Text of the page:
As most of the vendors were involved with selling motors, wiring, insulating films, welding systems, powder pulverizers, battery management systems and other components, equipment and processes that go into making hybrid or electric vehicles, there were only a handful of actual cars and trucks at the event, one of them being a medium speed electric vehicle (top speed: 60 kmh / 36 mph) called the ZD, from the Shandong Xindayang Electric Vehicle Co. Ltd. of Huangyan, China, part of the XDY group.

It comes with a 10.8 kw/h battery, and a DC motor rated at 6 kw continuous, 18 kw maximum, which work out to about 8 and 24 horsepower respectively. It has 82 Newton meters of torque, ~60 ft lbs. It’s decently equipped, as you can see at their charmingly Chinglishy web site. Their representative told me that the ZD isn’t for sale yet in the United States but the company has a dedicated website for potential distributors.

779ff1be-3759-4272-a585-c737191f80f5My daughter-in-law is finishing up nursing school and had clinicals to do, so I was assigned the very pleasant task of babysitting my grandson, Aryeh Leib, named after my late father, Leonard. Aryeh has gone to a bunch of car shows and car events with me and he’s usually pretty cool about riding around in his stroller. That leaves my hands free for shooting photos and video.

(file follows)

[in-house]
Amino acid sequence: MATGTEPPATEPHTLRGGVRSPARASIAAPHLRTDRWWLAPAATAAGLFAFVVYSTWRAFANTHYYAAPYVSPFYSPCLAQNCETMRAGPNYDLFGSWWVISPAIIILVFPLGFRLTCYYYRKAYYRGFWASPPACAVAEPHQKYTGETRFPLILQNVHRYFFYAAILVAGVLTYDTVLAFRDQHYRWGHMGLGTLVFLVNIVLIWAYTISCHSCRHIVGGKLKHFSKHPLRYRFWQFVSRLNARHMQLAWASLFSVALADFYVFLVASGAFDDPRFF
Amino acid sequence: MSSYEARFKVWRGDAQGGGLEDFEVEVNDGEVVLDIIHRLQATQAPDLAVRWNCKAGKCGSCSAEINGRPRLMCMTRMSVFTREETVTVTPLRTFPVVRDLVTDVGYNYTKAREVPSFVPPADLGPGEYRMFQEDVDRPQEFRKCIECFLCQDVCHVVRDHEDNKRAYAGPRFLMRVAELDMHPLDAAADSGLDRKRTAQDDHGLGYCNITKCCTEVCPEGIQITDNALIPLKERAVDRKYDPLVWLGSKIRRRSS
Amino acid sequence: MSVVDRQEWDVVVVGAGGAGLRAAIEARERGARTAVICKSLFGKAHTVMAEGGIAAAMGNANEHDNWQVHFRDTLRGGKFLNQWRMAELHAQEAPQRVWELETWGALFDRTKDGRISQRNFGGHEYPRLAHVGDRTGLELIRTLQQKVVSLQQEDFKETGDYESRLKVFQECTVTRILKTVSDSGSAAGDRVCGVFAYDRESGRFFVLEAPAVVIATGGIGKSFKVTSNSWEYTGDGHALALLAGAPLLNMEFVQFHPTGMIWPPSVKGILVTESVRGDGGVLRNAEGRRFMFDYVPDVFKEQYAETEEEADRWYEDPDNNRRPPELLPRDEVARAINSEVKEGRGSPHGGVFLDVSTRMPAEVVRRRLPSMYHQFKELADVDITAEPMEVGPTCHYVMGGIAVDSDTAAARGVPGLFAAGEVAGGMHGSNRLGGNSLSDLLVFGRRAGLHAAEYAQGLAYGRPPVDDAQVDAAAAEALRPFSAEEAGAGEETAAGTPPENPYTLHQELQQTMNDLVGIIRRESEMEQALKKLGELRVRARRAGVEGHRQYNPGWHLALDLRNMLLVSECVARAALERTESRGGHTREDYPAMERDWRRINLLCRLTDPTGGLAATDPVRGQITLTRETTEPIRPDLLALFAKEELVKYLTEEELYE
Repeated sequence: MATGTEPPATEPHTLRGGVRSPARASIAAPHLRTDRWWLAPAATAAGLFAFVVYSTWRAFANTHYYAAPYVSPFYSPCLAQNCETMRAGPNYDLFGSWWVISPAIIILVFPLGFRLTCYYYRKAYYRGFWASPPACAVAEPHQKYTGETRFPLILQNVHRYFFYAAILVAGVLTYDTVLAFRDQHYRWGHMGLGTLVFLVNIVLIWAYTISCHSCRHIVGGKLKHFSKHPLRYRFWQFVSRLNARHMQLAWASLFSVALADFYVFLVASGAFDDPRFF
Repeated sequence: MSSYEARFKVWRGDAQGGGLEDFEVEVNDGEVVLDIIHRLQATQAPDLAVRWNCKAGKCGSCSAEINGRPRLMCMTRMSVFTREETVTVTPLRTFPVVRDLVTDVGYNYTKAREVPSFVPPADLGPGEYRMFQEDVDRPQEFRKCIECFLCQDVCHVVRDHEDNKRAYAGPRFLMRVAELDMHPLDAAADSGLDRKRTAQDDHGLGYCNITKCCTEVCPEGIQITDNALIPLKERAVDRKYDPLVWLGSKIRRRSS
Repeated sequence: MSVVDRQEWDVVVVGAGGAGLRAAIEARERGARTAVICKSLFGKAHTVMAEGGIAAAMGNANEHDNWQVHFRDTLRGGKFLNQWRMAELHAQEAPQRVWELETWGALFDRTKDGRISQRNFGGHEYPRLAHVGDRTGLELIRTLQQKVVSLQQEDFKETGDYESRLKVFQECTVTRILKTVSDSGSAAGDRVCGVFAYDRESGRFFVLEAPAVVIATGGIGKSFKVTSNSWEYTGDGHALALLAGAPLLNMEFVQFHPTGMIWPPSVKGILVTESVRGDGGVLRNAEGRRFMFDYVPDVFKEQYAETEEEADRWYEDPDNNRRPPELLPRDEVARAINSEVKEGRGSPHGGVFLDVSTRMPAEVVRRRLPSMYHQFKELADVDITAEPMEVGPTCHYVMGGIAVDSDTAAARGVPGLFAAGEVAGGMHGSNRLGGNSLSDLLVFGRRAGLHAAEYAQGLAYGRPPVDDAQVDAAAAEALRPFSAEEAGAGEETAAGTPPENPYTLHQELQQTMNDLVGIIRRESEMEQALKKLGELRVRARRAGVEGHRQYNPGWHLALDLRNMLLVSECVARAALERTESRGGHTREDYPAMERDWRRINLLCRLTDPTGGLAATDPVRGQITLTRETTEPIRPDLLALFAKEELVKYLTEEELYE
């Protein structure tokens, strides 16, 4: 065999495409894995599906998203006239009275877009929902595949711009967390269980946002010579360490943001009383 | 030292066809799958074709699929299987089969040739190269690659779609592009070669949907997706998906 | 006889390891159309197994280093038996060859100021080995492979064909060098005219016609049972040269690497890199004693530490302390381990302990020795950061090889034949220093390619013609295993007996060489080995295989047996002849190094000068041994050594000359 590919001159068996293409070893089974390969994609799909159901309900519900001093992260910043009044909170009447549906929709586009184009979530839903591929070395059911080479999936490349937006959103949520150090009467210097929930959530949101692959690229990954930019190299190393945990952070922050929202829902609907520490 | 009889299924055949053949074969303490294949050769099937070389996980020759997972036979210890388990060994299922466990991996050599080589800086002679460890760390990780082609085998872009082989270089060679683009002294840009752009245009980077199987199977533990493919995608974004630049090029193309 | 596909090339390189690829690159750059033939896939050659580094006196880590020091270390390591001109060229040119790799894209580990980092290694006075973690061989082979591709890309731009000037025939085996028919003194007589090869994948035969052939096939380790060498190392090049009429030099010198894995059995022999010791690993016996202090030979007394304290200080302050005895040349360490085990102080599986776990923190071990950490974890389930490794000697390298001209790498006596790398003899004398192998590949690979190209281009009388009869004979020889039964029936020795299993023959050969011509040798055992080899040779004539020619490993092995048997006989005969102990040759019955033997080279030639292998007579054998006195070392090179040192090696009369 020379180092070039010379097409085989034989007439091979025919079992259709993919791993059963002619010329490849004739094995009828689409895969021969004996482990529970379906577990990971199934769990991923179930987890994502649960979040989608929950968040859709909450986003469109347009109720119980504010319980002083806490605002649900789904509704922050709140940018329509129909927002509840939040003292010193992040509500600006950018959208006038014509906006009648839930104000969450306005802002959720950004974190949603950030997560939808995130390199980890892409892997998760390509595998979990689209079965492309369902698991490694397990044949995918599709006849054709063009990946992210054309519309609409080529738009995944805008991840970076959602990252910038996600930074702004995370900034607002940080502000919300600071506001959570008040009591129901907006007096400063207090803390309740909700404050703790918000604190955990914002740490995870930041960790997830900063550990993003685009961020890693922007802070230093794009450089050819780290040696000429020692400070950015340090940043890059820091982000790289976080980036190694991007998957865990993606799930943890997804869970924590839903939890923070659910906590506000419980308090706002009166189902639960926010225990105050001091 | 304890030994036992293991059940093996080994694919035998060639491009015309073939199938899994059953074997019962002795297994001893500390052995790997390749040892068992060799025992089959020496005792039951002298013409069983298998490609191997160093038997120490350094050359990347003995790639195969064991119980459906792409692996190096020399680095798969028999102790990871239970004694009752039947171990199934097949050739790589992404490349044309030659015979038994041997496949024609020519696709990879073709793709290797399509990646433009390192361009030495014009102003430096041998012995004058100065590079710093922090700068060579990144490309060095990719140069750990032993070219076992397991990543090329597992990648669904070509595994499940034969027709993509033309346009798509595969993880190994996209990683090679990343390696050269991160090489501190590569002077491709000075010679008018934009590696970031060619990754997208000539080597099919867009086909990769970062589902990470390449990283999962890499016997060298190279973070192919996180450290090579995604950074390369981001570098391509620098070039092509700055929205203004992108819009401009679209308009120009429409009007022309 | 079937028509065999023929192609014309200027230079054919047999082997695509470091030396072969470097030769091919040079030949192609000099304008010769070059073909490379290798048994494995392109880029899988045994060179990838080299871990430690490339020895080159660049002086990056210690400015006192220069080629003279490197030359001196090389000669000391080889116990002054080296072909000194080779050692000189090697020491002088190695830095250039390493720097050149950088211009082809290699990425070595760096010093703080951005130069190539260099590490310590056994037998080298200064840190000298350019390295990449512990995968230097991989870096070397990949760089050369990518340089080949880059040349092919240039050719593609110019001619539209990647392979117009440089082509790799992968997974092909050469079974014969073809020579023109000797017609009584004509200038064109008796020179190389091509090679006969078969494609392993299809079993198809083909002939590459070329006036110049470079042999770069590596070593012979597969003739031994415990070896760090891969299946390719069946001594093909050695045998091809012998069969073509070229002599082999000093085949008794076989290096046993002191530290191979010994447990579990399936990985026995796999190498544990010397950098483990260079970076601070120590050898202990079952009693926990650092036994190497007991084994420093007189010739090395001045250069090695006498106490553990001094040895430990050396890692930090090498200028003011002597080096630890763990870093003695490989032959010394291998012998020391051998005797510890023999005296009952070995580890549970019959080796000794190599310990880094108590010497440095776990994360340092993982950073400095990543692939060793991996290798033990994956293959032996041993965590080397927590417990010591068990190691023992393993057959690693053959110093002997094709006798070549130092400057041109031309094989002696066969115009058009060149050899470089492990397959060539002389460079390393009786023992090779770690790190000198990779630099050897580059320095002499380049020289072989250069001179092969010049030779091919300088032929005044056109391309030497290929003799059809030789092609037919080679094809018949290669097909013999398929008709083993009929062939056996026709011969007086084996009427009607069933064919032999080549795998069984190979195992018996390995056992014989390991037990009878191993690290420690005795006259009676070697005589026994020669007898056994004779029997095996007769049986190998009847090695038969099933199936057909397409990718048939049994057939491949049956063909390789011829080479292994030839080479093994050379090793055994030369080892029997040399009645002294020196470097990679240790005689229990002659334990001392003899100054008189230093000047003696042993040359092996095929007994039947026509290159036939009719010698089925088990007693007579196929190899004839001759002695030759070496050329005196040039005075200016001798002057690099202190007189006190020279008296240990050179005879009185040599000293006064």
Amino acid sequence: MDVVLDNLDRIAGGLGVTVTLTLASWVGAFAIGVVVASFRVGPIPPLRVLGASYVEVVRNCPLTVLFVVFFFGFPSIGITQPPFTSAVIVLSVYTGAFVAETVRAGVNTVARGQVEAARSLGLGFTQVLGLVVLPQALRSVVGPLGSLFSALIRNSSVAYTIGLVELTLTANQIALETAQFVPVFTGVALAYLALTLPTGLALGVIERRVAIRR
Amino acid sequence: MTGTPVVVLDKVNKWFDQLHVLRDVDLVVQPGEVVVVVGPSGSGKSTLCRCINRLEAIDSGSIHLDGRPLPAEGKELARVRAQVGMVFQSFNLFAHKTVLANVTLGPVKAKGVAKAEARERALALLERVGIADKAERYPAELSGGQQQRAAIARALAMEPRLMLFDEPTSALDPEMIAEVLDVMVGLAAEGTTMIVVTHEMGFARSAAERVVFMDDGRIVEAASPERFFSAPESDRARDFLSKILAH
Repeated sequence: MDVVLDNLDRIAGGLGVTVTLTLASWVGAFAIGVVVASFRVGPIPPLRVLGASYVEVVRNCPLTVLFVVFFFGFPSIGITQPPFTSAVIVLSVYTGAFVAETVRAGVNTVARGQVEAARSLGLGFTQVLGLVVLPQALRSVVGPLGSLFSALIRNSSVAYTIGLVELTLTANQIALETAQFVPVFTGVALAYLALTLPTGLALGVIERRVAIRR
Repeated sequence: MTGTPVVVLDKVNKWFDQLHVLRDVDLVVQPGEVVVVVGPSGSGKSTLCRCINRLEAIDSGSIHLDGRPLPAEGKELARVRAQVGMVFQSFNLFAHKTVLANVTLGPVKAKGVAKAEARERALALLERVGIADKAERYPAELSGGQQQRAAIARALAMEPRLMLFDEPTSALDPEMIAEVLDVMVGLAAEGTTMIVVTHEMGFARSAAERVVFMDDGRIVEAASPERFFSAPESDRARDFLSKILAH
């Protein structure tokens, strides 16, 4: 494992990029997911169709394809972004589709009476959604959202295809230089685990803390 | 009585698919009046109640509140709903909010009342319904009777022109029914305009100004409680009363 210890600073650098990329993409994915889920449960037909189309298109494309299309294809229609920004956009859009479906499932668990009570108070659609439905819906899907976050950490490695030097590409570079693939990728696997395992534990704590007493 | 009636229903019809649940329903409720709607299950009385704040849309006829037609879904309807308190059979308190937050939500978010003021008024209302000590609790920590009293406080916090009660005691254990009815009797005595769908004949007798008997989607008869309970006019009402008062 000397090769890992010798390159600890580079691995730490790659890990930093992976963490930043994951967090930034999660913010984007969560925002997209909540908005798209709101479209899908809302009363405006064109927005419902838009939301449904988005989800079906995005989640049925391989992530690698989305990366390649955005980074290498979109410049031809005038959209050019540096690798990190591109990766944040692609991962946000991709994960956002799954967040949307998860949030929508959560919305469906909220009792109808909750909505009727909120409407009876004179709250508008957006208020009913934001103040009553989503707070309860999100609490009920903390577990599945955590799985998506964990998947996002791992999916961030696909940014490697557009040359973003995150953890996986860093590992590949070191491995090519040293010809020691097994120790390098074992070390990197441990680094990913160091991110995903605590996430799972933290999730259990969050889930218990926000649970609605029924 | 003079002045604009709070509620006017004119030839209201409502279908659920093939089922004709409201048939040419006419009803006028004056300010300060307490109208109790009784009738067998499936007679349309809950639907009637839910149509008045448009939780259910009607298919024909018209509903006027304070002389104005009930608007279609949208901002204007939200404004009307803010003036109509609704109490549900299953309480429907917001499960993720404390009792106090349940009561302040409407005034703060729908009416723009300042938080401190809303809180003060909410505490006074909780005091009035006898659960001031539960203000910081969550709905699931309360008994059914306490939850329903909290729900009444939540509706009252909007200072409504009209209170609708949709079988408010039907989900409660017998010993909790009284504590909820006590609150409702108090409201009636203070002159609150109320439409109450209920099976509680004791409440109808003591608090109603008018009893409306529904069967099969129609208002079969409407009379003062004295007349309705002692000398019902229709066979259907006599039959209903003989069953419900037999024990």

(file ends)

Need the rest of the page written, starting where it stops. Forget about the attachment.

Aryeh is a very cute child. Don’t take my word for it.Forget yellow Lamborghinis. As babe magnets, PMY Gallardos must surely pale beside toddlers. IMG_0007a_l

Still, a 16 month old child has a limited amount of patience and by the time I came across the booth with the little white ZD electric car, Aryeh was beginning to fuss. I wanted to take some photographs of the EV but he really didn’t want to stay in the stroller, so I let him play in the little hatchback, much to the amusement of the nice, albeit English impaired, Chinese lady staffing the booth.